How to Pick Up a Fast Rabbit (the towel trick)

how to catch a fast rabbit (with a towel)

In general, I recommend avoiding picking up a pet rabbit if you don’t have to. This is because holding a rabbit can be a pretty scary experience for many bunnies, so it’s best to keep it to a minimum. However, there are always going to be times when it is necessary, and I know full well that there are many bunnies that are quick and good at evading people when they just don’t want to be held.

My go-to trick when working with rescue rabbits (who often have distrust for people and avoid being held) is plain and simple. I throw a towel on them. This is an easy way to make the rabbit stay still for just enough time to swoop in and scoop them up in your hands. It also protects your hands from being bitten if you are dealing with a slightly aggressive rabbit.

All you need for this technique is a large towel. A hand towel probably isn’t large enough; I recommend a full size bath towel, or some piece of cloth that’s a similar size. It just has to be big enough that your rabbit won’t be able to get out from under it too quickly.

I broke this down into the steps below to help you out and give you a look into my thought process, but the gist of it comes down to, throw a towel on top of your rabbit and quickly pick them up.

Step 1: Block off escape routes

When you’re trying to pick up a speedy rabbit, first make sure they can’t skitter out of the way of a towel and hop under something that will make them impossible to pick up. This also forces your rabbit out into the open and makes it easier for you to get a clear view of your rabbit when trying to cover them with the towel.

If you miss, it also keeps your rabbit from immediately going back into hiding. Many rabbits will be a little bit spooked if you miss covering them the first time, so they’ll be even more stubborn about not coming out into the open. Covering up escape routes will make it easier for you to try again.

Areas to secure include:

  • Under furniture (like sofas and beds)
  • Gaps between and behind appliances
  • Small crevices around the room

You can use anything you have to block these hiding spaces. Flattened cardboard boxes are my go-to, but you can use fencing, furniture, or anything you have on hand. If your rabbit is currently in one of the hiding spots, wait for them to come out, then seal off the area so they can’t get back under.

Remember, the goal is not to stress your bunny, but to guide them into a safe, open space where you can easily scoop them up with a towel. By eliminating their escape routes, you’re gently herding them toward the area you want them to be in. Keep it calm, keep it friendly.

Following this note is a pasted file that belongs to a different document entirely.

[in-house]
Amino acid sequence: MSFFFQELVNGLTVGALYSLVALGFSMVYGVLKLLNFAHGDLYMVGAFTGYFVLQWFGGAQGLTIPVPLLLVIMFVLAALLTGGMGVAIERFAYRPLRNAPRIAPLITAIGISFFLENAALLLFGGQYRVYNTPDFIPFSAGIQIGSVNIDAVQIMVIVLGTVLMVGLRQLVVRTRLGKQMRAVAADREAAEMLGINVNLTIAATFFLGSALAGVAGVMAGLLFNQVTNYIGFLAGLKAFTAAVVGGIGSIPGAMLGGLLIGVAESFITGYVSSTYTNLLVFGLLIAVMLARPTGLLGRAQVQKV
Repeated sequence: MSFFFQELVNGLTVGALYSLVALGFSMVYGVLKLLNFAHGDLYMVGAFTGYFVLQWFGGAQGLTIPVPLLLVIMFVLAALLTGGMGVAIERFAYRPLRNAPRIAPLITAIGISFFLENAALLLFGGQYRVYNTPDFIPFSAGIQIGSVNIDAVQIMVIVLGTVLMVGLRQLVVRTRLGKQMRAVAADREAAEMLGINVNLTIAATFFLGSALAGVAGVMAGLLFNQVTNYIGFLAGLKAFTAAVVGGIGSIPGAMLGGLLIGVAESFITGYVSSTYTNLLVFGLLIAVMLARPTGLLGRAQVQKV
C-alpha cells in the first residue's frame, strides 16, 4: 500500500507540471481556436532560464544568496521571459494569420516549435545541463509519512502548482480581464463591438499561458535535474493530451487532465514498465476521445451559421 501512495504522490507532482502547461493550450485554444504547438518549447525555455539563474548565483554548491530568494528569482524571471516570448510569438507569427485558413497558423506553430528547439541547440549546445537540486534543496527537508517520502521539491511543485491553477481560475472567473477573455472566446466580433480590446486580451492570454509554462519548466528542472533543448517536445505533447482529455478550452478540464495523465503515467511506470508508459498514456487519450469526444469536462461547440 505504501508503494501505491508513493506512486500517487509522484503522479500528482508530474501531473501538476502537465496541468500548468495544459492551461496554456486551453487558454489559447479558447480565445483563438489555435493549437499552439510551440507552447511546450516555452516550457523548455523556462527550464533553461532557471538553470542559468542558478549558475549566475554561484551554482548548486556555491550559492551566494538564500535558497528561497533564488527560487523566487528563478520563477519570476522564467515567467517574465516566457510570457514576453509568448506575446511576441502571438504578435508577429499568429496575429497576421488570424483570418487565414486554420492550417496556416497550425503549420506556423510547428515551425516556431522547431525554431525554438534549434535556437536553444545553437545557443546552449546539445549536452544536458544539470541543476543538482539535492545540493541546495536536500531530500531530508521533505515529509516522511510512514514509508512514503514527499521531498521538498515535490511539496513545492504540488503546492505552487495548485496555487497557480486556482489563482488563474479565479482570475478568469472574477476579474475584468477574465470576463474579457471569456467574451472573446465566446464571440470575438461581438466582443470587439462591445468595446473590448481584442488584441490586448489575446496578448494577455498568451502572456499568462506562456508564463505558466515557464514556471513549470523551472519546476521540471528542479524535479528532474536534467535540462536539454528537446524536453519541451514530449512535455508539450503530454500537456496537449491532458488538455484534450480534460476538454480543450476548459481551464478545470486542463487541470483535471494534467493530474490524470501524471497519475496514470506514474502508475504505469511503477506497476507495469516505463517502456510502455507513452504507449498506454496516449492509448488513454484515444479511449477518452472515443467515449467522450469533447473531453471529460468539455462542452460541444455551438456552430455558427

Step 2: Throw a towel on top of your rabbit

When you’re aiming to pick up a fast rabbit, patience and a gentle approach are key. Wait until your rabbit is within a comfortable distance—no need to chase them, as this will only increase their stress and energy.

Once your bunny is near enough, take a soft towel and gently toss it over their body, aiming to cover their head and eyes. It might sound a bit weird, but here’s the trick: rabbits often freeze when their vision is obscured, giving you a precious moment to pick them up.

This maneuver will temporarily disorient your rabbit, giving you the chance to scoop them up before they can wiggle out from under the fabric. Use this opportunity to pick them up safely. Just remember, stay relaxed. If you’re calm, your rabbit is more likely to stay calm too.

Pick up your rabbit with the towel, don’t try to remove it first.

Step 3: Quickly scoop up your rabbit

Once you’ve gently thrown the towel over your rabbit, act swiftly to pick them up. Walk up to your rabbit quickly so they don’t get away. Then crouch down and scoop up your rabbit, towel and all. 

Make sure you are still paying attention to the way you pick up your rabbit. You want to make sure both their front half and back half are supported. This balances support across your rabbit’s body, reducing the risk of injury. 

The towel acts as a barrier and can remain until you’ve fully secured your friend. It will also help keep your rabbit from squirming too much, and prevent an aggressive rabbit from biting your hands.

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Amy Pratt

Amy Pratt is a lifelong rabbit owner who has been specializing with rabbits at the Humane Rescue Alliance. She helps to socialize the rabbits and educate volunteers on the care and behavior of these small mammals.

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